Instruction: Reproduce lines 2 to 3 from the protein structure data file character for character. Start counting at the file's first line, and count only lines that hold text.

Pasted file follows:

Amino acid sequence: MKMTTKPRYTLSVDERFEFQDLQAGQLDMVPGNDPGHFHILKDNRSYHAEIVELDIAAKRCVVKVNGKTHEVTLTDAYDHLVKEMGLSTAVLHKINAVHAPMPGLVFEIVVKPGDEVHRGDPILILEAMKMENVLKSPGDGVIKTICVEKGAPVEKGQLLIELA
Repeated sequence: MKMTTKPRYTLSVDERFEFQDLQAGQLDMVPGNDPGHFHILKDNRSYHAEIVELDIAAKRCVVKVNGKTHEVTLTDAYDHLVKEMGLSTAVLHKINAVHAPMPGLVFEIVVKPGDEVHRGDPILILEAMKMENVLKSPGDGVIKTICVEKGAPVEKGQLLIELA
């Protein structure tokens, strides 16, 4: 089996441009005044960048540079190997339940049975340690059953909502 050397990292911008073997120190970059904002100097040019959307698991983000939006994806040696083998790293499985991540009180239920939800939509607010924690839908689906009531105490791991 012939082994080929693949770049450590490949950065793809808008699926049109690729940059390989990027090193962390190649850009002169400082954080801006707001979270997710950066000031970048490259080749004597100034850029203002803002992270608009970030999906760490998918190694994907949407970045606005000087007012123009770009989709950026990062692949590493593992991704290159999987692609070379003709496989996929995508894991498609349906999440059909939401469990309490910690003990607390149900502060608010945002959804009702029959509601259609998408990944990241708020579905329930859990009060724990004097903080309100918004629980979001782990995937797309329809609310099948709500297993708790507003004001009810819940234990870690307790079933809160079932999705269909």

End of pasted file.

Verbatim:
Repeated sequence: MKMTTKPRYTLSVDERFEFQDLQAGQLDMVPGNDPGHFHILKDNRSYHAEIVELDIAAKRCVVKVNGKTHEVTLTDAYDHLVKEMGLSTAVLHKINAVHAPMPGLVFEIVVKPGDEVHRGDPILILEAMKMENVLKSPGDGVIKTICVEKGAPVEKGQLLIELA
């Protein structure tokens, strides 16, 4: 089996441009005044960048540079190997339940049975340690059953909502 050397990292911008073997120190970059904002100097040019959307698991983000939006994806040696083998790293499985991540009180239920939800939509607010924690839908689906009531105490791991 012939082994080929693949770049450590490949950065793809808008699926049109690729940059390989990027090193962390190649850009002169400082954080801006707001979270997710950066000031970048490259080749004597100034850029203002803002992270608009970030999906760490998918190694994907949407970045606005000087007012123009770009989709950026990062692949590493593992991704290159999987692609070379003709496989996929995508894991498609349906999440059909939401469990309490910690003990607390149900502060608010945002959804009702029959509601259609998408990944990241708020579905329930859990009060724990004097903080309100918004629980979001782990995937797309329809609310099948709500297993708790507003004001009810819940234990870690307790079933809160079932999705269909």